Rebaptism of Christians Banned by Roman Law

Rebaptism of Christians Banned by Roman Law

Roman Emperor Theodosius II
Source: Marie-Lan Nguyen

Roman emperors Honorius and Theodosius II issue a new law banning rebaptism of Christians. The law is aimed at Montanists who believe that Christians who had renounced their faith during anti-Christian persecutions need to now be rebaptized to be legitimate members of the Christian church.

Orthodox Christians had decided that these "lapsi," or lapsed Christians, don't need to be rebaptized and that their original baptisms remained valid.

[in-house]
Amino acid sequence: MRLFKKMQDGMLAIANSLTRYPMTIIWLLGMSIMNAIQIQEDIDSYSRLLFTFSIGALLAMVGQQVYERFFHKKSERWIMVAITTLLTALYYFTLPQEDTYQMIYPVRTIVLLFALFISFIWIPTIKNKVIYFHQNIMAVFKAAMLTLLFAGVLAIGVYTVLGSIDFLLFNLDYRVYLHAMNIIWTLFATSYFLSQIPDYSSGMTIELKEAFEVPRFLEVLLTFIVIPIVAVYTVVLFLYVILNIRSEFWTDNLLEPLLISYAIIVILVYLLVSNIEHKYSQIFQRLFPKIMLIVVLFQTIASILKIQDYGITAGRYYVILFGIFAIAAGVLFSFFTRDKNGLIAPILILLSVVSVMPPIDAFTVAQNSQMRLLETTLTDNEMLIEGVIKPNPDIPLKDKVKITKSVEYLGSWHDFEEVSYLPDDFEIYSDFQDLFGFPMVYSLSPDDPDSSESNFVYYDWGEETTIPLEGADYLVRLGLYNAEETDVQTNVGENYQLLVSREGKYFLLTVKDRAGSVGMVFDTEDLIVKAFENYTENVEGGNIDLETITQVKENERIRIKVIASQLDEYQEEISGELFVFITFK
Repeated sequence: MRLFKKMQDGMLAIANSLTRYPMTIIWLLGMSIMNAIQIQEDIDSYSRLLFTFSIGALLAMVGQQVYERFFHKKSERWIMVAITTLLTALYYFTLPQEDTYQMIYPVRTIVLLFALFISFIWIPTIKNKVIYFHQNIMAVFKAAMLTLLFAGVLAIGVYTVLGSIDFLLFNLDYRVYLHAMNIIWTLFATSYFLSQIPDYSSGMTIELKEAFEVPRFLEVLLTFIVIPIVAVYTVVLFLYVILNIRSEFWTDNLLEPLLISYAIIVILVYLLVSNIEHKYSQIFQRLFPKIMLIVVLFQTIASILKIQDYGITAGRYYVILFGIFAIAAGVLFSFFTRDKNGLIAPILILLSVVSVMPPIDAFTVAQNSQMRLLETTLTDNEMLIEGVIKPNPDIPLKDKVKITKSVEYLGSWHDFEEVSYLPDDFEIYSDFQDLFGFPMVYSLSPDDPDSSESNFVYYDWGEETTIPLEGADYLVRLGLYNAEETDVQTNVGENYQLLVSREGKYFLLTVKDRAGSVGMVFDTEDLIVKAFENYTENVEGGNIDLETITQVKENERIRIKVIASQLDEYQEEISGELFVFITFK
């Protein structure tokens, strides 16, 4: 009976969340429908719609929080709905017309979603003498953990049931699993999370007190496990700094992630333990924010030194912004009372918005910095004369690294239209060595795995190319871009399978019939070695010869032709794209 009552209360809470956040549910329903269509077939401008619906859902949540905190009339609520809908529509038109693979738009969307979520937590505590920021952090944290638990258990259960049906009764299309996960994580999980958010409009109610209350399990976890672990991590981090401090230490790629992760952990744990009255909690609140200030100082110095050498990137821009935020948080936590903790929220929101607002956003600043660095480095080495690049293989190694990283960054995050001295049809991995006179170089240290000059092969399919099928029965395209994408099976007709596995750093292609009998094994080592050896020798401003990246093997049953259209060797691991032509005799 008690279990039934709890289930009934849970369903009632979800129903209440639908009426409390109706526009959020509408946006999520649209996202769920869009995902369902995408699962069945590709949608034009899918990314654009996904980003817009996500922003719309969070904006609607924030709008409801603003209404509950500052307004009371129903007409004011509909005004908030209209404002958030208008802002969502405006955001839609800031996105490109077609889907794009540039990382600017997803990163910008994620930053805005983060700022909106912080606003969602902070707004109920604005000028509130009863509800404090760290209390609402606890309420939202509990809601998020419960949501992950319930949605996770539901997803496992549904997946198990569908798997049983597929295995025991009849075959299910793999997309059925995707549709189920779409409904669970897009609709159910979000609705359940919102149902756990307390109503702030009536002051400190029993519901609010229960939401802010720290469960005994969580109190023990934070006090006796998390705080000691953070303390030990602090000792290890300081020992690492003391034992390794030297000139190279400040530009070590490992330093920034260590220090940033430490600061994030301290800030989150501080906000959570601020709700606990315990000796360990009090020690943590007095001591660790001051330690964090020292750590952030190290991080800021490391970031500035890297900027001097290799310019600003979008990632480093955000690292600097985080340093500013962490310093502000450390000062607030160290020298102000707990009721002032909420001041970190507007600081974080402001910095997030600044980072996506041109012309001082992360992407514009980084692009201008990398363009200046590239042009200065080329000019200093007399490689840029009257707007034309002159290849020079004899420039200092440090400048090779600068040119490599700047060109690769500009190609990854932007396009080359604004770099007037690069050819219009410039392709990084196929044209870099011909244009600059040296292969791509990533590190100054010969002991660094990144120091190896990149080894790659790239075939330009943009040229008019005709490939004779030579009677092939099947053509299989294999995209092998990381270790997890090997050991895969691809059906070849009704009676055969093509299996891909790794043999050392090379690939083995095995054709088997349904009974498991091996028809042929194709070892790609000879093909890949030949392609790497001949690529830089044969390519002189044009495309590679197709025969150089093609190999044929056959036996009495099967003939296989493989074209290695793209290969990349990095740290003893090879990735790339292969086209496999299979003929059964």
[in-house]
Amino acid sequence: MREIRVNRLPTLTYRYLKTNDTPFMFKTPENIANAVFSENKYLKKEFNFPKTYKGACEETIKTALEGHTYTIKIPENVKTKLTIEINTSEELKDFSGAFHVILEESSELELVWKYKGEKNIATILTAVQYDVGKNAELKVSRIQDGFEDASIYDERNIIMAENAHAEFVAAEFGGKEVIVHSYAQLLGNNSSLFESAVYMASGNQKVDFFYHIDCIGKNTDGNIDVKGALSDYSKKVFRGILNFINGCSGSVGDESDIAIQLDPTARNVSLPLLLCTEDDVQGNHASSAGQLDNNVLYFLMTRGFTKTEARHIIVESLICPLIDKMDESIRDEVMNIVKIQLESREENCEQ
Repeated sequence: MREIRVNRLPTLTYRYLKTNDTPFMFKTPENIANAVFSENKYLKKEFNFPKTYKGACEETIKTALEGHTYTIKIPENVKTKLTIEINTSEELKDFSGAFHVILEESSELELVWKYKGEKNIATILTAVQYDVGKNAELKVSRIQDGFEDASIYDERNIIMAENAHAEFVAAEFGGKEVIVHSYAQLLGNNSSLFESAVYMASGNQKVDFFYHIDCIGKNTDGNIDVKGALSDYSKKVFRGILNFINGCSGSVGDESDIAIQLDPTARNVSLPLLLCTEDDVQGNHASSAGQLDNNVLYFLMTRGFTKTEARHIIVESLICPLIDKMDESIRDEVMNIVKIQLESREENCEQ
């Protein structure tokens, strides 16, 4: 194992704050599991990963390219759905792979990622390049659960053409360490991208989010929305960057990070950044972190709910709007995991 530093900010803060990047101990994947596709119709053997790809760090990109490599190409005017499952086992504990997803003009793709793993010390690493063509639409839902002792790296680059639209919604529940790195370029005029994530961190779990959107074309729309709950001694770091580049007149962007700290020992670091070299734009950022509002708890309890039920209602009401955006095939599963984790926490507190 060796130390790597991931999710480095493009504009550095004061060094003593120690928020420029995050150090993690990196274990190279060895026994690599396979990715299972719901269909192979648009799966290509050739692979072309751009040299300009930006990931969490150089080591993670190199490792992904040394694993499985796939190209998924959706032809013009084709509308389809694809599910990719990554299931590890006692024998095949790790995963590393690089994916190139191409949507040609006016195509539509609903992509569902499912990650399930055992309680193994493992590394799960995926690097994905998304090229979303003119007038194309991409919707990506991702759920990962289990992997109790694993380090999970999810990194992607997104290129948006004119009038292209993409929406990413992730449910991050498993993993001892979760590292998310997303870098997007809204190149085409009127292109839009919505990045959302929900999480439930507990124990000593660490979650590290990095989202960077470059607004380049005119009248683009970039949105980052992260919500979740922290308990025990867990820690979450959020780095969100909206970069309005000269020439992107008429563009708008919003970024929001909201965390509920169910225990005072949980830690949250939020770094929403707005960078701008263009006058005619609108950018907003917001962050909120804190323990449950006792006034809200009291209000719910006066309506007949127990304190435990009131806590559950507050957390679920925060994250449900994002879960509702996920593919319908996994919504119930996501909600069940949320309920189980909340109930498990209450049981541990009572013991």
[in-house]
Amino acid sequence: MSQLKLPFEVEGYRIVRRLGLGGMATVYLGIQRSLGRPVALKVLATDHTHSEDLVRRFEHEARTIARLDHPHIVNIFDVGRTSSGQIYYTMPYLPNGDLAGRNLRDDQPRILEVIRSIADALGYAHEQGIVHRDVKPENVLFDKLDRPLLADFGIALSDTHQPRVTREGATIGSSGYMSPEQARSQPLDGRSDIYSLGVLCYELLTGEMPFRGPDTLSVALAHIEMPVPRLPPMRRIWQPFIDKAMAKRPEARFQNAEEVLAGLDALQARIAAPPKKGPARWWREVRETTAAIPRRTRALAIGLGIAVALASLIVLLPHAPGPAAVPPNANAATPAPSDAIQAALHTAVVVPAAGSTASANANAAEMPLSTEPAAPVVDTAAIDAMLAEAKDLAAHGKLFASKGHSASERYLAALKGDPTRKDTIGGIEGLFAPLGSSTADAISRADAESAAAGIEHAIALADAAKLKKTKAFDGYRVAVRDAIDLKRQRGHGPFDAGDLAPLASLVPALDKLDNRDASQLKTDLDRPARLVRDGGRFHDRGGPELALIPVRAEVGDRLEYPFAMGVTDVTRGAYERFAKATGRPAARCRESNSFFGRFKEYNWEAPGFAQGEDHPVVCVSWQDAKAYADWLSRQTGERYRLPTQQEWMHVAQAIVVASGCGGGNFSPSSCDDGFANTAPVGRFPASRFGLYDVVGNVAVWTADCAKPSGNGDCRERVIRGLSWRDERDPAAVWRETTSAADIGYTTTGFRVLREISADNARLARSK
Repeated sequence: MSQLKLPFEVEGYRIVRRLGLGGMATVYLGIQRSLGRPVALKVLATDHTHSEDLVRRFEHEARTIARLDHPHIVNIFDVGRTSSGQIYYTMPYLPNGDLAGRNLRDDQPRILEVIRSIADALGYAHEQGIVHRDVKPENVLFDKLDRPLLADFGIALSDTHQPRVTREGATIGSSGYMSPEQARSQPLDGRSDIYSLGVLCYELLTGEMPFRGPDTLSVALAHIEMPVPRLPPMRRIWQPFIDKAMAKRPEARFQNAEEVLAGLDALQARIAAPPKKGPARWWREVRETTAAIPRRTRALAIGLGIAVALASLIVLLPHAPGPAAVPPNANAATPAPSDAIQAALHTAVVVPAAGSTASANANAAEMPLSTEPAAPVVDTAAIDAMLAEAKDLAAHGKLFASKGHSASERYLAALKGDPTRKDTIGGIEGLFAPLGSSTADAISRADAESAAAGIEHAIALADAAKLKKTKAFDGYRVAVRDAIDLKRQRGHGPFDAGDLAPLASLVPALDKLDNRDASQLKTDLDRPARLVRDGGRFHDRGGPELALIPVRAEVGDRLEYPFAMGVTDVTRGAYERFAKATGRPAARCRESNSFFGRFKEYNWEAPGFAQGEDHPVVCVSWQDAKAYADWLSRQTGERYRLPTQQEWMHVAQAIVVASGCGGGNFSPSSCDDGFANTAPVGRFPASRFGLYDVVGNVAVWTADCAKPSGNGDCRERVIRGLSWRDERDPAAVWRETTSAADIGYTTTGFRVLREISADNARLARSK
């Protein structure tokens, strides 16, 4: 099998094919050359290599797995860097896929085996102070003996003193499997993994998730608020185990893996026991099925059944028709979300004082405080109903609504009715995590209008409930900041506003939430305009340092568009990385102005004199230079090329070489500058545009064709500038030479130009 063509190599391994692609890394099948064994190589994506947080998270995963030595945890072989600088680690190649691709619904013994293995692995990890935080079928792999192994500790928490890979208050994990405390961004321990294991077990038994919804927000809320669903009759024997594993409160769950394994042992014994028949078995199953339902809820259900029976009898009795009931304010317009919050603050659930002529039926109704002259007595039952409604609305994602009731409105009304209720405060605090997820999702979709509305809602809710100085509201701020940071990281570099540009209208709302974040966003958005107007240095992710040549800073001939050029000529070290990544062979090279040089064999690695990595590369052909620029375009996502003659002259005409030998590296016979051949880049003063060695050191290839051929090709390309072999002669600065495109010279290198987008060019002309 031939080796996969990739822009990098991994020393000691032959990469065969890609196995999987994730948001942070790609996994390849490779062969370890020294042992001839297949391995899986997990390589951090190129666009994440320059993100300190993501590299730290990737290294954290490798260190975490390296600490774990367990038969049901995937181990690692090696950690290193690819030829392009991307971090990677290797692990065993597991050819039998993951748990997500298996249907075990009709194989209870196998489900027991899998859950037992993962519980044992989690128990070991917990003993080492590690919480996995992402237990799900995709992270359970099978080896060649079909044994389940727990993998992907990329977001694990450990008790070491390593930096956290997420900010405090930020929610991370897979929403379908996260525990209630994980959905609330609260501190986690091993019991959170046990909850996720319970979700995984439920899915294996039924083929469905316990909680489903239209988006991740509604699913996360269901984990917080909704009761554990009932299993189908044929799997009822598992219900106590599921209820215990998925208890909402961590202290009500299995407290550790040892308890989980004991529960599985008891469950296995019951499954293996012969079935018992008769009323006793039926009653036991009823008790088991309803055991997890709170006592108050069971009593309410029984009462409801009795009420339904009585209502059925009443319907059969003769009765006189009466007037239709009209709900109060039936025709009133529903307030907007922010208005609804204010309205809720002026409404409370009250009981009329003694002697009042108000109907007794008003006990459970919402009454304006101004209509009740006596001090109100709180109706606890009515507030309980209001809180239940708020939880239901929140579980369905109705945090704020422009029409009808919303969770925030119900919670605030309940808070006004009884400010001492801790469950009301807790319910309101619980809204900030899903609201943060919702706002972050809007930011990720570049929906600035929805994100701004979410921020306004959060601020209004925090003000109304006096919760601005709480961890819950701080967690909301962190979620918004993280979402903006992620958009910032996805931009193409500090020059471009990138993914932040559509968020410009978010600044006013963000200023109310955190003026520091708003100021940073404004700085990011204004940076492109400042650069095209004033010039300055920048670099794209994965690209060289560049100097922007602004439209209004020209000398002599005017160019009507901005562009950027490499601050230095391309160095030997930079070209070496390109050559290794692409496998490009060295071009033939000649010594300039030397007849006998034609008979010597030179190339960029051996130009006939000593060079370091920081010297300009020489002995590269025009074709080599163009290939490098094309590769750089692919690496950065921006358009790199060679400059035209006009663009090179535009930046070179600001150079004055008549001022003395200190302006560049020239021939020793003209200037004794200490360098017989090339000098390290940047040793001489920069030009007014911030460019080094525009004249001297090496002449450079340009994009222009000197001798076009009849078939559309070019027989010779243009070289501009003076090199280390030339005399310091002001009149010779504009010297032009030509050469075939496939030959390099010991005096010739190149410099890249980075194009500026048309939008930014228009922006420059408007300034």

This new Roman law states:

"No person shall resort to the crime of rebaptizing, nor shall he endeavor to pollute with the filth of profaned religions and the sordidness of heretics those initiated into orthodox rites.

... if any person should be discovered to have rebaptized anyone who had been initiated into the mysteries of the Catholic sect, he shall suffer the penalty of [death], along with the person rebaptized." [CTh 16.6.6]

Montanism, named after its founder Montanus, is generally orthodox in its beliefs but is condemned as heretical because it promotes a spontaneous worship style which relies upon visits from the Holy Spirit as well as a very conservative standard of personal morality. There are strong parallels between Montanism and modern-day Pentecostalism.

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